Ack's Virtual Playbook

Time to step back into the press box, put on the headsets and call the play. Last week we examined the "Shallow Cross". This time I diagram the "Draw Play". Read on for more.

Click here for an explanation of key terms and principles and here for diagrams of different defensive coverages.

The week's play is the "Draw Play," which is a running play designed to look like a pass at the snap of the ball. The key to the "Draw" is patience by not only the offensive lineman but the running backs as well. There are many types of "Draw Plays" such as the "Lead Draw," "Draw Trap" and "QB Draw." Each one of these plays try to deceive the defense up by using pass principles. For example a two point stance by the offensive lineman to give the feel of a pass look. The quarterback looking down the field before handing the ball off, and the running back standing as if he were going to protect for the upcoming pass attempt. All of these ingredients go into developing the "Draw Play." Finally, when you call the play and how much success you have had throwing the football strengthens the ability for the play to work.

We will diagram the play out of two formations -- the one back draw and the two back lead draw. Florida chooses to run the one back draw a lot out of the shotgun and allows the back a lot of time to pick and choose his hole. The beauty of a draw play is that the play is called for a particular hole in the defense but that is just an aiming point for the back. A good draw running back will go where the hole is, not where it is called. Offensive lineman love this play because they are taught to take the defensive lineman where he wants to go. This is opposite of what normal running plays are designed to do which is move the defender out of the hole. This way some defenders such as ends run themselves out of the play right away. It is vitally important that the offensive lineman communicate during the play so that guys may rub off to the second level.

These are weak side draws or draw weak.

Diagram 1A: 

This is a two back set with a tight end and two wide receivers. The quarterback can be in the gun or under center. The defense is in a base 4-3 alignment playing cover two. 

Offensive Line: Except for the center all of the lineman will be in a two point set with their outside foot slightly back. Their hands will be on their knees and there eyes up on the defense.

Tackles: The left tackle could have an easy job as most of the time in a passing situation there defensive end is trying to get off the edge and will sometimes align extra wide, which we call a "jet" technique. (FSU is famous for this).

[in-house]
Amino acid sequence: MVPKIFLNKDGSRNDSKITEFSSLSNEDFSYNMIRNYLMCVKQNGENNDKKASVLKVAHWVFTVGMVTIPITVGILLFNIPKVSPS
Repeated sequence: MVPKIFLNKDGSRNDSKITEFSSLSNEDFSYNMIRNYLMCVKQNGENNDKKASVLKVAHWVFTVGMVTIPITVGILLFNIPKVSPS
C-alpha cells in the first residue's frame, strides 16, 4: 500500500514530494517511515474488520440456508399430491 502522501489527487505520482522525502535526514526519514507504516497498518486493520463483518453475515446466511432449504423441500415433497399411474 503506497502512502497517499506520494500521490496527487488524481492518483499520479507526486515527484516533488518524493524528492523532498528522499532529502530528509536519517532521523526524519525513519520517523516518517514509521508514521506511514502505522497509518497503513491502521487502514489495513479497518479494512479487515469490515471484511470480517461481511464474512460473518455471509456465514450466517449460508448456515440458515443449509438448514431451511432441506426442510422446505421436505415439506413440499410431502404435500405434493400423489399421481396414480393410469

Draw Blocking Technique: 
This is good for all 1 on 1 lineman. At the snap the tackles will give ground and widen the defensive end. It is important to recognize which type of rush the end is using, because if he lines up wide and decides to crash in on a stunt or game the tackle must be prepared to delete his charge. After the end widens, the tackle will take his inside hand and run it up the armpit of the end and use his outside hand to push his hip and force his momentum out of the play. The left guard must combination block with the center to stymie the progress of the nose. He must communicate to the center when he feels he has leverage so the center can come off and block the "Mike" linebacker. The right guard uses the same technique as the tackle and influences the lineman out of the play. The right tackle is uncovered in this particular defense so he can free release to the "Sam" linebacker. The switch call must be made with the tight end and only if the End is in an outside or head up technique on the tight end. 

Z receiver: can inside release to the safety vs Cover two and take him out. 

H Back: steps in one step then releases at the inside thigh of the "Will" linebacker. He may cut him if he has to, but we would prefer he did not if contact is right at the line of scrimmage. 

F: Back steps in and delays a count looking down the field at the defense. After taking the handoff from the QB find daylight. 

QB: Handoff the ball after looking down field to set up pass then carry out three step drop

Diagram 1B: 

Subtle changes are made between the right tackle and tight end. When both are covered by defensive players the tackle will make a "turn" call alerting the tight end to use the draw block. The center and guard will fold sometimes vs a really stout nose tackle. What this does is allow the center to get an angle and drive the nose out of the play right away. The left guard will then drop step and "fold" behind him looking for the "Mike" linebacker.

Diagram 2A: 

The gun draw out of our one back Bandit formation. This is vs a 3-4 "50" defense.

Left Tackle: Use draw block to move defensive end out of play with influence block.

Right Tackle: Same as Left Tackle.

Right Guard: Hesitate a half count then cut inside thigh of linebacker.

Left Guard: Hesitate a half count then cut inside thigh of linebacker.

Center: Take on Nose at snap of ball and wall him to one side or the other, which ever way he jumps.

Y: Cut off sam defender.

H: Cut off rover defender.

F Back: Delay a count then find daylight. Make sure you read the nose tackle's penetration.

QB: Handoff the ball after looking down field to set up pass then carry out three step drop.

Diagram 2B: 

This is versus a variation of the 4-3 front when the center and guard are covered to the strong side. The left guard and center still combo with a down call by the left guard. It could also be a "scoop" call depending on the technique of the nose tackle. Right guard makes a "fan" call alerting the tackle to use the draw technique to block out on the defender to his outside shoulder.

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